At first, the stories of fathers doing their daughters' hair charmed me. There's something really cute about a dude braiding hair for his little girl. But it seems like every other day there's another story about a heroic single father who's somehow raising his kids on his own.
Do you hear the same kinds of stories about single moms?
Single mom takes her kids to the grocery store alone. Single mom teaches her son how to go fishing. Community raises thousands of dollars for single mom raising a baby all on her own.
Those stories don't exist, because single moms are held to the same standards as any other parents. If they don't accomplish everything other parents do, then they're failing their kids by not having a father figure around or not balancing work and life well enough. A single dad can show up at school drop-off with a kid wearing mix-matched socks and last night's macaroni and cheese in her hair, and people will say, "Awwww!"
If a mom did that? Somebody would probably call CPS. And I'm only half exaggerating.
Married dads are held to the same wacky standards, of course. From characterizing watching kids as "babysitting" to acting like changing a diaper is grounds for Parent of the Year, our culture tells dads they're superheroes for doing... normal stuff.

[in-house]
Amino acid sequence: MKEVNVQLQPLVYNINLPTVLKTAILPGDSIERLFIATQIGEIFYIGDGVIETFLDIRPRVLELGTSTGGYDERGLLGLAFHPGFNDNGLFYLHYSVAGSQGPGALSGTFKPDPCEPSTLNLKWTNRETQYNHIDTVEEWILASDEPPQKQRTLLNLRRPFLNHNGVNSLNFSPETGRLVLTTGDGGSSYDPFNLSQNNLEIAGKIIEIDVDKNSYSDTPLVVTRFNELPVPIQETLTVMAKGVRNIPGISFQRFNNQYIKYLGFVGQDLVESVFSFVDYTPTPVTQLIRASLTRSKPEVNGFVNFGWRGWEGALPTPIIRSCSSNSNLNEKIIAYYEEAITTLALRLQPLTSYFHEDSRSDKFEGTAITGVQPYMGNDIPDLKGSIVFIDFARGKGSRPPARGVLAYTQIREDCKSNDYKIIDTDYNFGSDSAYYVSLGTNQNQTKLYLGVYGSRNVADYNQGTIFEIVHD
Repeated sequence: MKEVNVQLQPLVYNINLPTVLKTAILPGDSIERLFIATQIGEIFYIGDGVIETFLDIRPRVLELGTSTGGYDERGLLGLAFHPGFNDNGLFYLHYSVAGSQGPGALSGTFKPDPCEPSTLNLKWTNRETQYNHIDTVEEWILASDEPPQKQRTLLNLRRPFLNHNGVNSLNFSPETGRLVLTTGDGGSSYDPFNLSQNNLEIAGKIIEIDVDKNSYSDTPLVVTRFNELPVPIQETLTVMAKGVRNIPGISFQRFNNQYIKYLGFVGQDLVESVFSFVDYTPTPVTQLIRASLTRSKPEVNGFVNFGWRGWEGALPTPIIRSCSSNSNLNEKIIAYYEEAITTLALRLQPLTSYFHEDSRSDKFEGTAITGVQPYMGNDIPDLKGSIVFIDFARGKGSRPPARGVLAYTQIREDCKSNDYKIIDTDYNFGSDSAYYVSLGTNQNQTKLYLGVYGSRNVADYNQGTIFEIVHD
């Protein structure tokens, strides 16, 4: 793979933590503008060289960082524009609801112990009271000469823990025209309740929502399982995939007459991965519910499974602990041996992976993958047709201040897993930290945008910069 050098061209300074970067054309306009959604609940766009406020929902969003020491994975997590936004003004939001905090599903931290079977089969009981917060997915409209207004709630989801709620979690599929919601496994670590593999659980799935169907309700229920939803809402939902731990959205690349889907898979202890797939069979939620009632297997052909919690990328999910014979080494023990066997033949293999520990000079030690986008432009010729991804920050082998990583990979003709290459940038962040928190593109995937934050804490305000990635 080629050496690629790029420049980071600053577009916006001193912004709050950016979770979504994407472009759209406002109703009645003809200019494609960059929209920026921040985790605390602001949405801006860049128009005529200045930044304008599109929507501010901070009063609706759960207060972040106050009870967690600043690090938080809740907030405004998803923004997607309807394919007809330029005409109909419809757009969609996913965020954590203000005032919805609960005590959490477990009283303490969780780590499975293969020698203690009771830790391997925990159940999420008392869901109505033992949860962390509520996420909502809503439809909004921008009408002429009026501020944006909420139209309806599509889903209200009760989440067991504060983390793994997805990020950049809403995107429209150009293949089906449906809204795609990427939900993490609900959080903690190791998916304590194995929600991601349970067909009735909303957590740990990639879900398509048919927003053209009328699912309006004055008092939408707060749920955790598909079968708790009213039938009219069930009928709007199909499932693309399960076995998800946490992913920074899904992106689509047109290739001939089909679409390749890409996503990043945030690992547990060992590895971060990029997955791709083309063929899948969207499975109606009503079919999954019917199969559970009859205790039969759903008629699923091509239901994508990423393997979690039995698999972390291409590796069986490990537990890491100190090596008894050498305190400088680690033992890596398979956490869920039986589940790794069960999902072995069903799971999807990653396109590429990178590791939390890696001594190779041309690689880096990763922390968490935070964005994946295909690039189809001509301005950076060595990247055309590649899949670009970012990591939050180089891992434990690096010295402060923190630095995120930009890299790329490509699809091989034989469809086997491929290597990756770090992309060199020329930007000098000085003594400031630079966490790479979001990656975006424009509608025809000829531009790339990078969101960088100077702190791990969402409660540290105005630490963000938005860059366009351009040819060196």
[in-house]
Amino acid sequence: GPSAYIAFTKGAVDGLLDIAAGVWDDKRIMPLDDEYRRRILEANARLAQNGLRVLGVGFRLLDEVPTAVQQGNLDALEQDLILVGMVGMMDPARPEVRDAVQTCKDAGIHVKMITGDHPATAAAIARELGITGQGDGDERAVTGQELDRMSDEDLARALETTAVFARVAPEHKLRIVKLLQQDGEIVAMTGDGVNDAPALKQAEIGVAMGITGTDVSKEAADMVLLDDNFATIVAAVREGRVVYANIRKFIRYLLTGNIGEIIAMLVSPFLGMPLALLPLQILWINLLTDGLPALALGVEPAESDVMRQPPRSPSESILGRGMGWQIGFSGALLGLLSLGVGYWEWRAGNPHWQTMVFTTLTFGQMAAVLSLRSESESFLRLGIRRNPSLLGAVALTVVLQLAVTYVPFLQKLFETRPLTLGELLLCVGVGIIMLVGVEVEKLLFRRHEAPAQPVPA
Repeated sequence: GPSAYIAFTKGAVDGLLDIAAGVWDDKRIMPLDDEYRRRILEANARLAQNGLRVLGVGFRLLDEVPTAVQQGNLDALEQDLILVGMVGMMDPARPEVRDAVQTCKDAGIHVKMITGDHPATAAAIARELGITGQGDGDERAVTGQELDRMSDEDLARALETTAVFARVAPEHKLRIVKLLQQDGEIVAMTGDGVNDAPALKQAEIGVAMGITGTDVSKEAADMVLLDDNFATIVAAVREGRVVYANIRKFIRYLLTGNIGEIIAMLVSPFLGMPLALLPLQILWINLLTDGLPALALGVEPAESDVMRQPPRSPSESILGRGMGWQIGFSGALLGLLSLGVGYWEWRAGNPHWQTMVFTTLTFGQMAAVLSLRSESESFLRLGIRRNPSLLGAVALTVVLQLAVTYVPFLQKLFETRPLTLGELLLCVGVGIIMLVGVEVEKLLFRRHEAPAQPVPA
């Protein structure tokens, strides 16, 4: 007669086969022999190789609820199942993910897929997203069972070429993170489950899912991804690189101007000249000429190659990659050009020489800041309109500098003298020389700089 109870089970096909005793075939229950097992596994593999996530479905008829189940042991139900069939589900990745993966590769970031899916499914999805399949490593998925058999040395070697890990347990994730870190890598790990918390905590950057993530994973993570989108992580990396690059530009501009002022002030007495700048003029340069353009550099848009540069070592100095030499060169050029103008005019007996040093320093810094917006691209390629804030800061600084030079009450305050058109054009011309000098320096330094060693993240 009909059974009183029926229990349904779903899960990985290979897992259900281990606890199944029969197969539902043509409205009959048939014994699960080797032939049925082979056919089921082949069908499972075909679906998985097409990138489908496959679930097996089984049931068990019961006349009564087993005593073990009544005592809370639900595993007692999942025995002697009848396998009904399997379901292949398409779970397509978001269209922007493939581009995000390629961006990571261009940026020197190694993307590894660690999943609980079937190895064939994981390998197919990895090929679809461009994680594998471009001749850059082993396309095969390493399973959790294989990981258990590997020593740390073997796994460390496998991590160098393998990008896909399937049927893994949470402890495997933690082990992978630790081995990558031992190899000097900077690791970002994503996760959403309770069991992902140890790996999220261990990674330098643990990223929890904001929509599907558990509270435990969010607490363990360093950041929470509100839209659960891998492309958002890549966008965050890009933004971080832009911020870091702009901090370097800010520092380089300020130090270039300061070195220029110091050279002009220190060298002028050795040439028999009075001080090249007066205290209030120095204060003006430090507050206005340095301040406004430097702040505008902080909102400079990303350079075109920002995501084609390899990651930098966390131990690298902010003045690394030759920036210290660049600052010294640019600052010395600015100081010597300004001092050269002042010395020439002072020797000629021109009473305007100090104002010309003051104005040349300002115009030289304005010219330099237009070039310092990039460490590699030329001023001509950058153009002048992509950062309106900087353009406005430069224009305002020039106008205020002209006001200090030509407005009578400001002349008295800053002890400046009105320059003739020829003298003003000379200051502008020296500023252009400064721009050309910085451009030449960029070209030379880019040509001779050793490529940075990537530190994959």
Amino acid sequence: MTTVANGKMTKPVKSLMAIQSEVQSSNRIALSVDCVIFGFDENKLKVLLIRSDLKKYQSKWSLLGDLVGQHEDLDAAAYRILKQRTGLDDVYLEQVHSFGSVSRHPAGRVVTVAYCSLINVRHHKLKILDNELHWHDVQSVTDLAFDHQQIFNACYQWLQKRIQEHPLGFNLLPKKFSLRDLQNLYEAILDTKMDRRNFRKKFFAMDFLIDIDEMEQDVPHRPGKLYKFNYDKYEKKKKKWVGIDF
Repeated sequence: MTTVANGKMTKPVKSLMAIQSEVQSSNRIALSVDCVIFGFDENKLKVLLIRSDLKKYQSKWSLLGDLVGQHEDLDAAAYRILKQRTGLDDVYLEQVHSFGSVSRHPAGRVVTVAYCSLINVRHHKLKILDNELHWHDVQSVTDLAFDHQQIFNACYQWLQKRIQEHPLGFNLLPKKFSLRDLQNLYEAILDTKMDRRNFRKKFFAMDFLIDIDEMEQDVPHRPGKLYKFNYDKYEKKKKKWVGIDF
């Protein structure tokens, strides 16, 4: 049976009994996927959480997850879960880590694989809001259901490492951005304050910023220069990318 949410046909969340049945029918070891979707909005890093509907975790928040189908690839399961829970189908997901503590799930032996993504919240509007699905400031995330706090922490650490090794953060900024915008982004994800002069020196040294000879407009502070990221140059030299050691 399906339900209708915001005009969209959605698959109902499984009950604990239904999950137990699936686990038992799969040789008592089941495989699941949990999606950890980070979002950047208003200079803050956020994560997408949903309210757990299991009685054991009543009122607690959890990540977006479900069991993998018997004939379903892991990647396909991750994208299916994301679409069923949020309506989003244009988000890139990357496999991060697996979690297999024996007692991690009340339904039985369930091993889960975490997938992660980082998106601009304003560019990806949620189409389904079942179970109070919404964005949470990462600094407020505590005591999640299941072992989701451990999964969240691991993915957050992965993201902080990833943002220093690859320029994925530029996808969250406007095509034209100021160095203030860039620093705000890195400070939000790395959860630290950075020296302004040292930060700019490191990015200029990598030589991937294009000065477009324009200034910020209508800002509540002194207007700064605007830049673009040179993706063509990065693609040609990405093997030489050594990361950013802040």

It's worse with single dads, who elicit the sympathy factor and project some kind of powerful allure simply by managing to feed, bathe, clothe and hang out with their children.
Unless a dude is literally Chris Hemsworth lovingly cradling a burrito-shaped newborn, I just don't understand the mystique. Maybe that's because most behaviors celebrated in single dads are the things moms do every day. Maybe it's because when dads cut corners or don't do things quite right, it's adorable. When mothers don't adhere to the ridiculous standards imposed on them by our culture, they're failures.
Single dads, don't get me wrong. You're doing a great job. This stuff is hard. Every parent deserves to be praised, and every parent deserves to be supported. But I'll hold the confetti next time a single dad takes his child to dance class or bakes cupcakes for a birthday party. That's called getting it done. That's what we do.
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